A Great Day For Justice

Today is a great day for justice. One of the world’s greatest perpetrators of human rights abuses, a man who presided over a civil war in which 2 million of his countrymen were killed, and today presides over the 21st century’s first genocide, stymieing international efforts to quell it, was brought one step closer to justice.

Omar Hassan al-Bashir, the President of Sudan, has been charged by the International Criminal Court (ICC). As you read this, the answer to the big mystery will be known, whether or not al-Bashir was charged with genocide. Regardless, the charges of war crimes, crimes against humanity and/or genocide signify one thing, since they cannot be reversed, for the rest of his life, President al-Bashir will be a wanted man.

Not everybody, including Darfur advocates, is happy about this. The uncertainty and complications that will follow leave some feeling more harm than good will come of this, but that is simply not true. Two areas of concern warrant responses.

The first area is the probability over whether or not al-Bashir will ever appear before the ICC, thus making this a futile exercise like all the rest. After all, it has been almost two years since the ICC’s first warrants were handed down for suspects in Dafur and they have, thus far, escaped justice. In fact, Ahmed Haroun, one of the two, is currently serving as Minister of State for Humanitarian Affairs in al-Bashir’s government.

However, one must never say never. As it has been said, the warrants do not expire. Some scholars are wondering if a provision in the ICC’s statute, article 16, which allows the UN Security Council to suspend an investigation, might allow for the nullification of the warrants. Yet, a careful reading of article 16 makes it plainly clear that this is not the case, there is no mention of reversing warrants. Thus, as the ICC Prosecutor has stated in the past about Ahmed Haroun, whether in one year or five years, al-Bashir’s destiny “is in the dock of the Court”.

Other sceptics will argue that al-Bashir can evade justice by hunkering down in Sudan for the rest of his life, away from the ICC’s reach. This is true, but it does not account for the fact that domestic enemies, of which he’s made many, might somehow orchestrate his arrest and handover. (There is even talk now that members of al-Bashir’s government are starting to think he’s the one doing more harm than good and; thus, needs to go.) The recent apprehension of ex-Serbian President Radovan Karadzic, who had evaded an arrest warrant for almost 13 years from the International Criminal Tribunal for the Former Yugoslavia by hiding in the Serb capitol Belgrade, stands to support this contention.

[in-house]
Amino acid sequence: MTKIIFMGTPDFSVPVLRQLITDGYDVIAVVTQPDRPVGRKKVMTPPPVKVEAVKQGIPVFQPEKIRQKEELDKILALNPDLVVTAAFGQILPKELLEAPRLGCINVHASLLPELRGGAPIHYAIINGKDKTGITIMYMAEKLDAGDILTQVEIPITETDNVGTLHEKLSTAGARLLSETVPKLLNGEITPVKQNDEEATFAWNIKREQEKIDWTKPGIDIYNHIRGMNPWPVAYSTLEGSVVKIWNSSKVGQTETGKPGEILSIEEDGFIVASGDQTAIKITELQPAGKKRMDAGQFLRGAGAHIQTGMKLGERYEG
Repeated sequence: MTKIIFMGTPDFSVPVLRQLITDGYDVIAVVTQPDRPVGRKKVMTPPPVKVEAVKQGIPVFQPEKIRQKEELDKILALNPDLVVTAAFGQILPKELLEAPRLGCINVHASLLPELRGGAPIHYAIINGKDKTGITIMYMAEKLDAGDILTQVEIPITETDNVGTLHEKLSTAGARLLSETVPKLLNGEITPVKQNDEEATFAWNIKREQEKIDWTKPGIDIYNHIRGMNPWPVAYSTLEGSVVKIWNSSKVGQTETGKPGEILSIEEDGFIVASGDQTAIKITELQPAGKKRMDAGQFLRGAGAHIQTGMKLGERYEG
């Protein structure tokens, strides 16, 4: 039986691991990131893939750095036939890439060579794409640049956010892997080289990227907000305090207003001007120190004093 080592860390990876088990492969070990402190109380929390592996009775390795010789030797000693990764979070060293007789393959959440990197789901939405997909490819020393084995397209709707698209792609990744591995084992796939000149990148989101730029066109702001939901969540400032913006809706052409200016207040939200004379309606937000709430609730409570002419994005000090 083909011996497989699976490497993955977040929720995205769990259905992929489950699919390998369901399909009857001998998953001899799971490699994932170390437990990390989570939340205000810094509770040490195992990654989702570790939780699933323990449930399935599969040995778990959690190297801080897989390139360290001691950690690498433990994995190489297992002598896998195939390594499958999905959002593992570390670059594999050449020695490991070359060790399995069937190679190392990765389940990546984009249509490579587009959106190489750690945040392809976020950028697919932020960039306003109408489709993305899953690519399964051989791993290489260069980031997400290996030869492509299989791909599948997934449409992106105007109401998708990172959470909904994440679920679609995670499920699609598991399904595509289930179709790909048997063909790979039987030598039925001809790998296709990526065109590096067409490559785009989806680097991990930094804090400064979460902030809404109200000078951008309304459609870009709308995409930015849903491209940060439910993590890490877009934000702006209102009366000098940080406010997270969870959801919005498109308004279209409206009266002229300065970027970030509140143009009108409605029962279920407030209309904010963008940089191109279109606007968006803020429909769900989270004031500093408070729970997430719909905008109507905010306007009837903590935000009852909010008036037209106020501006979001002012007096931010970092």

And for the families of victims of the genocide in Srebrenica, which Karadzic presided over, 13 years might’ve been a long time to wait, but when they saw him standing in court, I’m sure they felt it was worth it.

The other, more complicated and larger point of debate in charging al-Bashir is that it will destabilize efforts to reach a negotiated settlement between the government and rebels in Darfur. The truth is, in the short term, it might.

Just recently the government concluded an accord, however disingenuous, with one rebel group, the Justice and Equality Movement. Yet, any observer of Darfur’s drama over the past six years knows that al-Bashir has proved very adept at playing Western governments and institutions. In 2006, the Darfur Peace Agreement was hailed as a major step forward. Later that year, UN Security Council Resolution 1706 set out to help enforce the agreement, al-Bashir stonewalled. Today, the peace agreement and resolution 1706 and all the resolutions that followed are reminders of what hasn’t materialized.

President al-Bashir has blocked every international attempt over the past six years to end genocide in Darfur. He acts only when his back is pressed up against a wall, doing the bare minimum to grant himself some breathing space. Those who advocate reversing the warrants, so as not to provoke this man, root their contentions in the reality of Darfur, but we must also acknowledge the reality of the man.

He has never been genuine. The 2005 Comprehensive Peace Agreement that ended the country’s 19-year north-south civil war is hanging by a thread. But not because efforts to end genocide in Darfur aggravate the situation, instead, because the man with the biggest role in its implementation, al-Bashir, is more concerned with co-opting it. His priority is not reconciliation. It is to remain in power, continue his iron-fisted rule over the country and expropriation of its resources to benefit the Arab north.

Justice cannot play politics. The ICC’s creation signalled that the world saw justice as a priority. It was an attempt to institutionalize accountability and erase impunity. When the UN Security Council referred Darfur to the Court in 2005 it reaffirmed that commitment. Today the Court took one step further in that direction. There will be complications and uncertainties that stem from this, but really, they’d have been there anyway.

Josh Scheinert is the past advocacy director of Stand Canada. He studies international law at Osgoode Hall Law School in Toronto.

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